Sail inside sheltered waters, along the coastline, or offshore and you will encounter power vessels, sailing vessels, commercial tugs and tows, and merchant ships from around the world. And yet, one of the most misunderstood parts of navigation--definitions--continues to confuse. And that alone has contributed to collisions at sea. Learn this new, simplified way of learning essential terms for safer sailing worldwide!
Navigation Rules definitions are--I believe--some of the most controversial. Time and again, you will see arguments that take one side or the other. But in my mind, the definitions will become crystal clear once you understand the logic of the rule.
Indeed, I believe this knowledge could one day help you to avoid collision with another boat or ship! Read on to discover a new way to look at the Rules and those vital definitions that will lead you to safer sailing on any body of water in the world.
How the Rules Define Your Responsibility:
Rule 2--'Responsibility'--states that your crew needs a basic knowledge of the Rules too. And that means a heck of lot more than just basic navigation lights to turn on when it gets dark. Or call the captain if you see something and don't know what to do. This applies to newbies and veterans, friends, spouse, or volunteer crew. Unless they are paying passengers, they are crew. And Rule 2 uses the specific word 'crew'.
Know These Navigation Rules 'Definitions' :
Read through these most vital 'need to know' definitions. Understand the basic definitions so that you will know how to maneuver in sight of another vessel, what lights to turn on (or turn off!) in periods of darkness or reduced visibility, and what signals to sound to maneuver with another vessel or to warn others of your location during low visibility.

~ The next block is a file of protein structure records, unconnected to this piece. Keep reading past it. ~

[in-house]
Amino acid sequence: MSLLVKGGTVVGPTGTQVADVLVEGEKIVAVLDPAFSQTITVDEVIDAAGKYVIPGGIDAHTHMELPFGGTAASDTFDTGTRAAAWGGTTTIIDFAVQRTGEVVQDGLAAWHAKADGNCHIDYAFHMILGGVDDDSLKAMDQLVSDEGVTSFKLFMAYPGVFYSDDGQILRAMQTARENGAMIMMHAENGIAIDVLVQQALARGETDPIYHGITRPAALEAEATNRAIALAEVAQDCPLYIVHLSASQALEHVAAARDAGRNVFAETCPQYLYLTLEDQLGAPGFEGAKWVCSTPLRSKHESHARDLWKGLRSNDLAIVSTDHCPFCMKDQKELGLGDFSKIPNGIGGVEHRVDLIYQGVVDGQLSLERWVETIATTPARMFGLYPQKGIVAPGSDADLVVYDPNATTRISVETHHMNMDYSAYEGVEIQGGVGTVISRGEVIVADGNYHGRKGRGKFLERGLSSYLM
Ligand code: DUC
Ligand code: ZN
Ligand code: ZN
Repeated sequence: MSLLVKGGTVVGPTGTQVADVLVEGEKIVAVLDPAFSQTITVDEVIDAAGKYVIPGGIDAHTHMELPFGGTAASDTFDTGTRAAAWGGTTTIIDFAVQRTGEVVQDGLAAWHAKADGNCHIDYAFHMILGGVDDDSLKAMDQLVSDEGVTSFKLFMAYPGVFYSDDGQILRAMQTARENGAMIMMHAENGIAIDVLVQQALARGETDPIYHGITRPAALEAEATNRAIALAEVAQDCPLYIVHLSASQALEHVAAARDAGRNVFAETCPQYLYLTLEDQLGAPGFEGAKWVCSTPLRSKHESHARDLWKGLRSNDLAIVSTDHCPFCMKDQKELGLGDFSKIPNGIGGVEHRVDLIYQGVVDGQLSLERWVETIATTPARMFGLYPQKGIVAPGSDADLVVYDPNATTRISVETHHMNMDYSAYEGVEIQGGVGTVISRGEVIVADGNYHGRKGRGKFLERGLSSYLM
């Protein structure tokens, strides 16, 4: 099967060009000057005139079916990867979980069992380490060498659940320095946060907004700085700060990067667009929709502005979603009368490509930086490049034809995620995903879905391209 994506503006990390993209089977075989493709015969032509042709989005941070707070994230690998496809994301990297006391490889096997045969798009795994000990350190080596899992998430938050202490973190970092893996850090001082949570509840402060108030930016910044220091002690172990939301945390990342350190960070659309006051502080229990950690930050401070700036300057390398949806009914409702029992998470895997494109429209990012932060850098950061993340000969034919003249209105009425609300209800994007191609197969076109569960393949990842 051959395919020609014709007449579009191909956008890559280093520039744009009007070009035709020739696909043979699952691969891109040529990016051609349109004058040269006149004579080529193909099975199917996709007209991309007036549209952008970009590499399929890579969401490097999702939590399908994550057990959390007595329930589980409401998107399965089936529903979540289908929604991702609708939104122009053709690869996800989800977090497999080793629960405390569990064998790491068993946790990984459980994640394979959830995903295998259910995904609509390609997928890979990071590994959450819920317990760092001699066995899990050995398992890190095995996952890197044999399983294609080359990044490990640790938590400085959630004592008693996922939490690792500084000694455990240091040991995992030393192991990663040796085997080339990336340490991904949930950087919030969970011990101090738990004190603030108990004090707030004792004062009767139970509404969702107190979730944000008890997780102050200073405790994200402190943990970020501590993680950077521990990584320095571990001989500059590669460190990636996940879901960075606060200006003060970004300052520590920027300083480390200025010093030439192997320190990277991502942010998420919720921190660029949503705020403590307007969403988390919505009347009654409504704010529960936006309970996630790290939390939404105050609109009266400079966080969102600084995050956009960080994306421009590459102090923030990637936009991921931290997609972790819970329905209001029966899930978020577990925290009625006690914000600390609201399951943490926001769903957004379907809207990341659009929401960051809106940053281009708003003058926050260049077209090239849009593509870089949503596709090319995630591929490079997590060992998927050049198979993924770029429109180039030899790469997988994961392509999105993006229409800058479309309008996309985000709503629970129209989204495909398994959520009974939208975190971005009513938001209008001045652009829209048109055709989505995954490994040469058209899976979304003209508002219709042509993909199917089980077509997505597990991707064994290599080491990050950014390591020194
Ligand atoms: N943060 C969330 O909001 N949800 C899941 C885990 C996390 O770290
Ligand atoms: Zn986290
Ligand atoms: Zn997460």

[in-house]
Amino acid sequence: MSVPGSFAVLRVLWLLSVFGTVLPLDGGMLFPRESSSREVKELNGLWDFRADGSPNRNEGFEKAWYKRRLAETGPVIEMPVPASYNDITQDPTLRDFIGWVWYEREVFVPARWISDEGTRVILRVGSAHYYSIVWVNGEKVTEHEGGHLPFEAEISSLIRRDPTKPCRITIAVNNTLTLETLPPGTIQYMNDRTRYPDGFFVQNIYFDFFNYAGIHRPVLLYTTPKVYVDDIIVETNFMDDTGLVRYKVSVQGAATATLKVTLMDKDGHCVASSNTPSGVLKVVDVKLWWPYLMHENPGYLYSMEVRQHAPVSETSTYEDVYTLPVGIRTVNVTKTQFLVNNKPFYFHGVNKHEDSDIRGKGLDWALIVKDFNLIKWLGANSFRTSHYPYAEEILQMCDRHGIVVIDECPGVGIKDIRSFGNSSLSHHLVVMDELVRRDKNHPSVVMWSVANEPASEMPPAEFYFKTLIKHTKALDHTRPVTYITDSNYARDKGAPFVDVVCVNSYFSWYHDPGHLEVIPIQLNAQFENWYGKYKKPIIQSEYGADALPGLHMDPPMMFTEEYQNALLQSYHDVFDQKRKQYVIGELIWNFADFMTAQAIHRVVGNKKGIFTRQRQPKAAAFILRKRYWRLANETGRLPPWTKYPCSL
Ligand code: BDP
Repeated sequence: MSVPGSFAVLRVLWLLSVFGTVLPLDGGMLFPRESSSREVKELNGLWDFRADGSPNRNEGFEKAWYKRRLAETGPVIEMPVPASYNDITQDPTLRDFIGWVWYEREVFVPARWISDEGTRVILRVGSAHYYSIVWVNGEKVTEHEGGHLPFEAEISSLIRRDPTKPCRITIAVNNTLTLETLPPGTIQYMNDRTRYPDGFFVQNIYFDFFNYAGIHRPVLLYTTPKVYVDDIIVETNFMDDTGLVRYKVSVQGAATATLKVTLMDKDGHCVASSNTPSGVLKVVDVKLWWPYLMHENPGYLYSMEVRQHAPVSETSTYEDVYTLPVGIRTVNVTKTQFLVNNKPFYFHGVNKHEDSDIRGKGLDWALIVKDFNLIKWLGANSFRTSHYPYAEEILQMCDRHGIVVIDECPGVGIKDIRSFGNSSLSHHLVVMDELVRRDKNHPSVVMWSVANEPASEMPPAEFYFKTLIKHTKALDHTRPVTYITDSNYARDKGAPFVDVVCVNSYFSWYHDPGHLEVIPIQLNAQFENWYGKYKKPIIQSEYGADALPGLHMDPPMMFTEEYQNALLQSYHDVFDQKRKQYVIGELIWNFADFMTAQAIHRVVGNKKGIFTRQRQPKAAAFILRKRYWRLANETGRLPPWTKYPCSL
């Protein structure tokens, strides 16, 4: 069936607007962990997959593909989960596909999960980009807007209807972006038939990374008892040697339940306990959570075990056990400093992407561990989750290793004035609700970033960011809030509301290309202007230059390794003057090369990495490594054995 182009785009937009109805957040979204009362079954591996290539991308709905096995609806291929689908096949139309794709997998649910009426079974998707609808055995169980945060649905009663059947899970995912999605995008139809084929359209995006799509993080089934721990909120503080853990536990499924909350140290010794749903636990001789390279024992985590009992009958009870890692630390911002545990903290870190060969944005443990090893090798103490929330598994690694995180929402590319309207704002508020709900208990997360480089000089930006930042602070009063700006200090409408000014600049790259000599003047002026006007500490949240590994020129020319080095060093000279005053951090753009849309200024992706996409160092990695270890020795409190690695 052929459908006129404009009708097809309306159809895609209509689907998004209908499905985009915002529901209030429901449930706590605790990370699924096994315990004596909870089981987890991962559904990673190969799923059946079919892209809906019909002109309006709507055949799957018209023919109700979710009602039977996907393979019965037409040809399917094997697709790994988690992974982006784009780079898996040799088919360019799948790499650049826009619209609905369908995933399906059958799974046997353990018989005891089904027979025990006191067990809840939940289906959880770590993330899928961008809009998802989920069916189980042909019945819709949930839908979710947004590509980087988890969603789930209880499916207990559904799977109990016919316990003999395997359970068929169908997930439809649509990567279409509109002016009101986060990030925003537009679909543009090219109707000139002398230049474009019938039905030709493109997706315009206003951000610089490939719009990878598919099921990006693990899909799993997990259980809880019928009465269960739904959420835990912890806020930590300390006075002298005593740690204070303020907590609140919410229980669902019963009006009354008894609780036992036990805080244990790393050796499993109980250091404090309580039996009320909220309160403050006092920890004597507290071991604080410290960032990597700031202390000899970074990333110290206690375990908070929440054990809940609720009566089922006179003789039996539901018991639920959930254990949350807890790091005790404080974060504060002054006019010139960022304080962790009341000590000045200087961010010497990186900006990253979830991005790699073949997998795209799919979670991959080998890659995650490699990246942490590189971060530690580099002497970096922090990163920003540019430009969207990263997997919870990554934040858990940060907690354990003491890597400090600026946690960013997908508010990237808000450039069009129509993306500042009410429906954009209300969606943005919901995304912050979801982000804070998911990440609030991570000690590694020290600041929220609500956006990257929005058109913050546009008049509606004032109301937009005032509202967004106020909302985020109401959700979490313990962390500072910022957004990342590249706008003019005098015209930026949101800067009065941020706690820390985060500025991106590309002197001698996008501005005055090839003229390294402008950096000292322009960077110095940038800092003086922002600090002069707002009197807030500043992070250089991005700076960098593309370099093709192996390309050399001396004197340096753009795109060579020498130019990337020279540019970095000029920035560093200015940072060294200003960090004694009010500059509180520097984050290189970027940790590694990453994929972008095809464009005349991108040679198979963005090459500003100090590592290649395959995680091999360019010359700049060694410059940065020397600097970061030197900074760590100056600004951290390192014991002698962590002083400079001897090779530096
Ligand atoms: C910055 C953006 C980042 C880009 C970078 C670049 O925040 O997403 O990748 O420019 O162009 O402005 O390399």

Keep in mind that the Navigation Rules were written with one purpose in mind--to prevent collisions between vessels. So in my mind, it makes good 'sea-sense' to start here--at the definitions--to make the rest of the Rules so much easier to understand.
1. Power Vessels (when not using sails):
If you are being propelled --or pushed--through the water by your engine, then you are a power-driven vessel. This applies whether you have the gear in forward or reverse. Some would argue that when you have the gear in neutral, you are no longer a power-driven vessel. I believe that would be a tough argument in Admiralty court (see more on this below) because others would see exhaust water at your stern. It might be quite difficult to prove that your engine was not being used to propel you through the water.
2. Sailing Vessels:
The Rules do not mention the word 'sailboat', but they use amplification along with the word 'vessel'. A 'Sailing vessel' operates under sail alone. If she has propelling machinery fitted, it is not 'being used' (the Rules state 'being used' and make no mention as to whether the shifter has been engaged). If you have your engine on, you are no longer a sailing vessel. You are a 'Power-driven vessel'. Why?
You can bet if you were involved in a collision and another skipper saw exhaust water coming from your stern tube, he or she would have a good, solid argument that you were under power. How could you prove otherwise?
Having your engine on to charge batteries means your propelling machinery 'is being used'. Make it simple and consider that if you start your engine--bingo--you just became a 'power-driven vessel'. And you must maneuver in all of the ways the Rules require for power-driven vessels.
3. Vessel Engaged in Fishing :
Here we begin what I like to call the 'nonsense' logic you see so read on forums or discussion groups here and there. That's where folks seem to argue against what I like to call 'reality' logic--or the logic of why this particular definition was written in the first place. Indeed, some of this could most likely be the failure to read the entire sentence or paragraph.
And this one on fishing shows a perfect example of this...
If you plant a fishing pole at the stern rail and throw a line in the water, you might think you are fishing. But the Rules do not. Note the critical last three words '...which restrict maneuverability'.
In no way does a small fishing line attached to a portable pole restrict your ability to get out of the way of an oncoming ship to avoid collision. And that includes charter boats with dozens of folks casting rod and reel out for game fish. That doesn't even come close to qualifying as something that restricts the maneuverability of the charter boat to clear out of the path of an oncoming ship.